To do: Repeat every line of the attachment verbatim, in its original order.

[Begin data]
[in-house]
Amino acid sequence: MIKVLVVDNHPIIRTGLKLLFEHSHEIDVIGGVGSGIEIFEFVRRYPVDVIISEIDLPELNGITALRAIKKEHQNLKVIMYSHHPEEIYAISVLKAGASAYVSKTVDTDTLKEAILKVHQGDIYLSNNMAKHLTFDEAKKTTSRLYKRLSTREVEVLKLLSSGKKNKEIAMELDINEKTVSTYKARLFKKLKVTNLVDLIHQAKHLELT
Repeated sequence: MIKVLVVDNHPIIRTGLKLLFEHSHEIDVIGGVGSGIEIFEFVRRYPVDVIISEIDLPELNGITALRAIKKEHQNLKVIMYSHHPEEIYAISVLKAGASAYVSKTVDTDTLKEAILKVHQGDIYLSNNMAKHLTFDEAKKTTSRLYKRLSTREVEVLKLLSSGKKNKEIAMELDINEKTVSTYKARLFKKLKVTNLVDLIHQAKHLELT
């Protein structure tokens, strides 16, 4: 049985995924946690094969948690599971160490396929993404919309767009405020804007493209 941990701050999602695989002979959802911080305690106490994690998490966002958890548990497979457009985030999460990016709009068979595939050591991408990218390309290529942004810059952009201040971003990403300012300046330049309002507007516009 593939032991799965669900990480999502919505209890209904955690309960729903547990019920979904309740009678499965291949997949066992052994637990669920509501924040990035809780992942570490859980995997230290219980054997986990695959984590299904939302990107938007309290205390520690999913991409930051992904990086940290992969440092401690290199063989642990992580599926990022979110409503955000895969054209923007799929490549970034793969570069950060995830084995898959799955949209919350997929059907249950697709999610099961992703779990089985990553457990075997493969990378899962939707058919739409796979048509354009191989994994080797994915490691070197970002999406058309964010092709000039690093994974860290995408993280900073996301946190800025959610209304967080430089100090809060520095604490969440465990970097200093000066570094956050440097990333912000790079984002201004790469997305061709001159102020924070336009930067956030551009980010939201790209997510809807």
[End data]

[in-house]
Amino acid sequence: MIKVLVVDNHPIIRTGLKLLFEHSHEIDVIGGVGSGIEIFEFVRRYPVDVIISEIDLPELNGITALRAIKKEHQNLKVIMYSHHPEEIYAISVLKAGASAYVSKTVDTDTLKEAILKVHQGDIYLSNNMAKHLTFDEAKKTTSRLYKRLSTREVEVLKLLSSGKKNKEIAMELDINEKTVSTYKARLFKKLKVTNLVDLIHQAKHLELT
Repeated sequence: MIKVLVVDNHPIIRTGLKLLFEHSHEIDVIGGVGSGIEIFEFVRRYPVDVIISEIDLPELNGITALRAIKKEHQNLKVIMYSHHPEEIYAISVLKAGASAYVSKTVDTDTLKEAILKVHQGDIYLSNNMAKHLTFDEAKKTTSRLYKRLSTREVEVLKLLSSGKKNKEIAMELDINEKTVSTYKARLFKKLKVTNLVDLIHQAKHLELT
């Protein structure tokens, strides 16, 4: 049985995924946690094969948690599971160490396929993404919309767009405020804007493209 941990701050999602695989002979959802911080305690106490994690998490966002958890548990497979457009985030999460990016709009068979595939050591991408990218390309290529942004810059952009201040971003990403300012300046330049309002507007516009 593939032991799965669900990480999502919505209890209904955690309960729903547990019920979904309740009678499965291949997949066992052994637990669920509501924040990035809780992942570490859980995997230290219980054997986990695959984590299904939302990107938007309290205390520690999913991409930051992904990086940290992969440092401690290199063989642990992580599926990022979110409503955000895969054209923007799929490549970034793969570069950060995830084995898959799955949209919350997929059907249950697709999610099961992703779990089985990553457990075997493969990378899962939707058919739409796979048509354009191989994994080797994915490691070197970002999406058309964010092709000039690093994974860290995408993280900073996301946190800025959610209304967080430089100090809060520095604490969440465990970097200093000066570094956050440097990333912000790079984002201004790469997305061709001159102020924070336009930067956030551009980010939201790209997510809807």